We’re big fans of chicken noodle soup around here. I’m not talking about the canned kind (not that there’s anything wrong with that), but I prefer my noodles to be al dente (i.e., cooked to the point where there’s just a little bit of firmness), and there’s just no way a canned or jarred chicken noodle soup can keep those noodles firm enough for my liking.
Instead, I make a really easy chicken noodle soup from “scratch” every once in awhile. I think of chicken soup as the ultimate comfort food — it lifts the grayest days and is just a warm hug in a bowl. Today’s version is a green curry chicken noodle soup is a variation that I started making not too long ago, and it’s proved to be a family favorite.
I stock both red and green curry paste in my pantry along with cans of coconut milk. I love the Thai Kitchen brand because there’s no added sugar or thickener to their curry pastes and coconut milk, and I’ve found that their quality is most consistent compared to other brands I’ve used in the past (and no, they’re not paying me to say this at all). If you’ve never made a curry before, Thai Kitchen is a great place to start. There are instructions on the jar, but honestly, it’s just a matter of stir-frying about two tablespoons of paste in a teaspoon or so of olive oil, then adding cubed meat (I usually use chicken breast) and vegetables before pouring a can of coconut milk over the whole thing.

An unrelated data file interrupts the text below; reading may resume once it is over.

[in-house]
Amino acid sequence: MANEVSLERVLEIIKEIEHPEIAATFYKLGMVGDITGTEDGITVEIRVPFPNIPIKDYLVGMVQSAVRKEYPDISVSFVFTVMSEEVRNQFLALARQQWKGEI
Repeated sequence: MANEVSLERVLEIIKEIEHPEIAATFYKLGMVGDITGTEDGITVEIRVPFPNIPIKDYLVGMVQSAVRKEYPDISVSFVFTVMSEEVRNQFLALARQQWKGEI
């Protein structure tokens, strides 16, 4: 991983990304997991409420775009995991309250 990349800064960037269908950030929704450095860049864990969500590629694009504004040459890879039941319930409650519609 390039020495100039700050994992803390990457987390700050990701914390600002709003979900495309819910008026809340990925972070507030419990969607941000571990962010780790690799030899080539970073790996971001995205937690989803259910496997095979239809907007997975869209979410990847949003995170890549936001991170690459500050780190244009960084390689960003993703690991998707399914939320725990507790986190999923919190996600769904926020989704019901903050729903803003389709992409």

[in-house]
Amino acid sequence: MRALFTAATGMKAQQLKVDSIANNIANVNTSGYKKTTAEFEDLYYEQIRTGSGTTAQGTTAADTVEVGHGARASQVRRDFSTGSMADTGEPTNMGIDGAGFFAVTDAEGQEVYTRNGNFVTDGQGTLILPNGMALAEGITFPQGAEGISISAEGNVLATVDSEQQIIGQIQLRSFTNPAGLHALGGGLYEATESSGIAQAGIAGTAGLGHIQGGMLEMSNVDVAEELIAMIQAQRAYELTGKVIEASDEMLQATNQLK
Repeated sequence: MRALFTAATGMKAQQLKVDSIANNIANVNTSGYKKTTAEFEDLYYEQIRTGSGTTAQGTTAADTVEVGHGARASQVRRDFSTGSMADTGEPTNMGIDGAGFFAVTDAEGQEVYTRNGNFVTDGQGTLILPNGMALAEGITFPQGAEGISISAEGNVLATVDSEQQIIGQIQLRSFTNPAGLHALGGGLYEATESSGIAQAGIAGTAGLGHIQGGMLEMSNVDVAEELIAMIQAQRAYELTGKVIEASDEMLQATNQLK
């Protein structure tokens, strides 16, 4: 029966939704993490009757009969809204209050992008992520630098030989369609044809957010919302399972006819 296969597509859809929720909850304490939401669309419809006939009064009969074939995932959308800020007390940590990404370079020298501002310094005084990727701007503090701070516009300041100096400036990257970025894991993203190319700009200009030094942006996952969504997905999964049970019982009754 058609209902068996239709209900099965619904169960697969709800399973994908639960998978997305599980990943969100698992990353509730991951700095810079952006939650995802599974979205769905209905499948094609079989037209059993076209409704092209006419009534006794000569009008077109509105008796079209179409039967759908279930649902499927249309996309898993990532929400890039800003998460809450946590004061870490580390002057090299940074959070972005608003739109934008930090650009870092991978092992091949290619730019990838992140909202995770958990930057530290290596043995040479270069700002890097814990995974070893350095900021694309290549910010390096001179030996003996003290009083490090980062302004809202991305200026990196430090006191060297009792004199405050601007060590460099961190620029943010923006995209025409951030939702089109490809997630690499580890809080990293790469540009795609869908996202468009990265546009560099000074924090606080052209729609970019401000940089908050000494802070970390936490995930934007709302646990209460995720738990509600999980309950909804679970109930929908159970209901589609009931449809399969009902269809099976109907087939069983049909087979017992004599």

For this green curry chicken noodle soup, I start by searing four seasoned (i.e., salt and pepper) chicken breasts over high heat in my trusty Le Creuset large Dutch oven. Then, I set the chicken aside on a plate while I saute some veggies (celery, carrots and onion) in olive oil and green curry paste. When the veggies are soft and the onion is translucent, the chicken breasts go back into the pot to simmer with some chicken stock and coconut milk.
Here’s the key to really, really good chicken noodle soup: always boil the noodles separately. I’ve seen lots of recipes that call for adding the noodles and actually cooking them in the soup. Here’s the problem with that: first of all, the veggies that you’ve so tenderly sautéed and simmered get obliterated when subjected to the high boil required for cooking noodle. Secondly, noodles release starch into their cooking water. When the cooking water is the soup itself, you end up with a starchy mess of a soup. It’s not good. Trust me, I’ve tried it so that you don’t have to.
For my green curry chicken noodle soup, I use Chinese lo mein egg noodles, but you could just as easily use the traditional curly egg noodles that are found in just about any grocery store. The Chinese egg noodles are sturdy and don’t fall apart in soup, so they’re a good choice if you can find them.
As with any good soup, my green curry chicken noodle soup is only as good as its toppings (or “fixins”, if you’re from where I am). Whenever I make this soup, I serve it with chopped spicy birds’ eye chilies, cilantro (coriander if you’re in England), lime wedges, and fish sauce. These toppings add zing and freshness to the broth, which is a bowl full of subtle spice and rich flavor.